ROC = ROC.fit(data_orig_test, data_orig_test_pred)
data_transf_test_pred = ROC.predict(data_orig_test_pred)
fair = fair_metrics(data_orig_test, data_transf_test_pred, pred_is_dataset=True)
algo_metrics = add_to_df_algo_metrics(algo_metrics,
ROC,
fair,
data_transf_test_pred.labels,
format_probs(data_transf_test_pred.scores),
'RejectOption')
```

In [32]:

```
def compare_fair_metrics(algo_metrics, attr='Sex'):
df_metrics = pd.DataFrame(columns=algo_metrics.loc['Origin','fair_metrics'].columns.values)
for fair in algo_metrics.loc[:,'fair_metrics']:
df_metrics = df_metrics.append(fair.loc[attr], ignore_index=True)
df_metrics.index = algo_metrics.index.values
display(df_metrics)
plot_fair_metrics_plotly(df_metrics)
score = score_fair_metrics(df_metrics)
plot_score_fair_metrics(score)
```

In [33]:

```
compare_fair_metrics(algo_metrics)
```

In [34]:

```
final = score_all_attr(algo_metrics)
plot_score_fair_metrics(final)
```

So now we see that it's the **EqOdds** algorithm that gives us the fairest model but it's not completly fair only 6 metrics for 10 valid the fair of the model, mostly for the *Race* column because we didn't unbias the column, but for the *Sex* column we can see that 4 metrics valid fair in the model so it's a great improvment ! 👍

Now let's compare our algorithm for the performance.

In [35]:

```
plot_compare_model_performance(algo_metrics, data_orig_test)
```

We can see that the original model still has a great accuracy and F1 Score. I remind you that here I didn't optimize the models to be excellent I used default configurations.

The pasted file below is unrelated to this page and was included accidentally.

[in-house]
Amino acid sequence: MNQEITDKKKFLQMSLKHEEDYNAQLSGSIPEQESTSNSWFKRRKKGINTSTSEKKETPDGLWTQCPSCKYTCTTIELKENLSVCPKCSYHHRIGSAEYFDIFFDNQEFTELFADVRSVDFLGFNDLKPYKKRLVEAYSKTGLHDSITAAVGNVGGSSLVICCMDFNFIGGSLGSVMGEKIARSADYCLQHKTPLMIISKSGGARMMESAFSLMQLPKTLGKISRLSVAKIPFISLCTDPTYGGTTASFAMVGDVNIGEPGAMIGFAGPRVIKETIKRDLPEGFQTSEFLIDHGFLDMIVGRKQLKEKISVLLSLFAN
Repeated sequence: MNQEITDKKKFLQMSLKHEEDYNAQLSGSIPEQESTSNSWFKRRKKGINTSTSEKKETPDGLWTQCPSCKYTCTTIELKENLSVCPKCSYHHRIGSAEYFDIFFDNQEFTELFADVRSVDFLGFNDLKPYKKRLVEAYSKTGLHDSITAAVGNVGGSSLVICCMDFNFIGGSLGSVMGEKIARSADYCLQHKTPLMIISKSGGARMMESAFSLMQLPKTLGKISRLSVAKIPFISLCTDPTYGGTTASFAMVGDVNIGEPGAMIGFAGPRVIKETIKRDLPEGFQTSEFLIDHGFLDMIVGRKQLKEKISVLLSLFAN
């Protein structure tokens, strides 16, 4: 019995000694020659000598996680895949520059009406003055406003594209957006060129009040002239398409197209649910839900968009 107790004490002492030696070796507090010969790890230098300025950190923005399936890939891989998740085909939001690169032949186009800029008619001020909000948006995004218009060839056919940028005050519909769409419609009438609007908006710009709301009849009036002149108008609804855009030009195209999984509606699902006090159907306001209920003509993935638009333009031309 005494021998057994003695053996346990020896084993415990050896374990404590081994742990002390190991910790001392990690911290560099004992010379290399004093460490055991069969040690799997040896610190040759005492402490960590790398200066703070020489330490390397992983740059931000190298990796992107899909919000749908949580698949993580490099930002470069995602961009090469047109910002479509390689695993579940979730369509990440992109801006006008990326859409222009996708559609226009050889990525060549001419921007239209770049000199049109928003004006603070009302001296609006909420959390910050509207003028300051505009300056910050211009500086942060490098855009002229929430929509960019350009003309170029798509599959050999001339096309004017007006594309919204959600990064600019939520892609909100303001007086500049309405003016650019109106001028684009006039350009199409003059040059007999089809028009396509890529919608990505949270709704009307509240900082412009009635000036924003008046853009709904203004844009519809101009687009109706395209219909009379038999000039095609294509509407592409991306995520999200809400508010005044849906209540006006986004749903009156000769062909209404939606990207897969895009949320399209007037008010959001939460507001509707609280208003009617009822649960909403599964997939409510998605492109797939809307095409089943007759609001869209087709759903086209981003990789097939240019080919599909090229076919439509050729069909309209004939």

Now you have to ask yourself the question, **what is more important : performance or fair ?**

The question of **model interpretation is becoming really important** and the most common way to explain a model is to use **feature importance**. It's usefull to get an insight of what the model is using in feature to predict something but it has limits. First of all let's see how it works.

Feature importance changes according to the model that we're using. It's important to know that **it exists differents ways to measure feature importance** according to the model so I will introduce some measure for 3 types of models : Linear Regression, Decision Tree and Tree models.

For the Linear Regression if we have standardized the features the coefficient represents the influence of the feature on the model. So for a Linear model with a formula :

$$h_\theta(X) = \theta_0x_0 + \theta_1x_1 + ... + + \theta_nx_n = \theta^TX$$We can just take all the theta with the vector $\theta$ and it's our importance for each feature.

For the Decision Tree, feature importance is not really important because this model is human interpretable. For a prediction you just have to follow the leaves.

I think this type of models (Random Forest, XGBoost, LGBM, ...) is well known in the industry today so the feature importance of those models are logically the most used for classification. So the most used measure of feature importance for Tree models is **Gini Importance or Mean Decrease in Impurity (MDI)**.

**MDI** counts the times a feature is used to split a node, weighted by the number of samples it splits.

We can calculate it with this formula :

$$Imp(X_j)=\frac{1}{M}\sum_{m=1}^{M}\sum_{t\in \varphi_m} (j_t=j)[p(t)\Delta i(t)]$$Here we calculate the importance of variable $X_j$ for an ensemble of $M$ trees. $j_t$ denotes the variable used at node $t$, $p(t) = \frac{N_t}{N}$ is the proportion of rows used in that node (if it's the first node it will be 1) and $\Delta i(t)$ is the impurity reduction at node $t$ : we can use Gini index or Entropy to measure impurity.

I find out this formula from this course : Understanding variable importances in forests of randomized trees

Also if you want more informations about others Tree models measure of feature importance you can take a look at this publication : Feature Importance Measures for Tree Models — Part I

Now let's see what is the feature importance of our Random Forest model.

In [36]:

```
rf.feature_importances_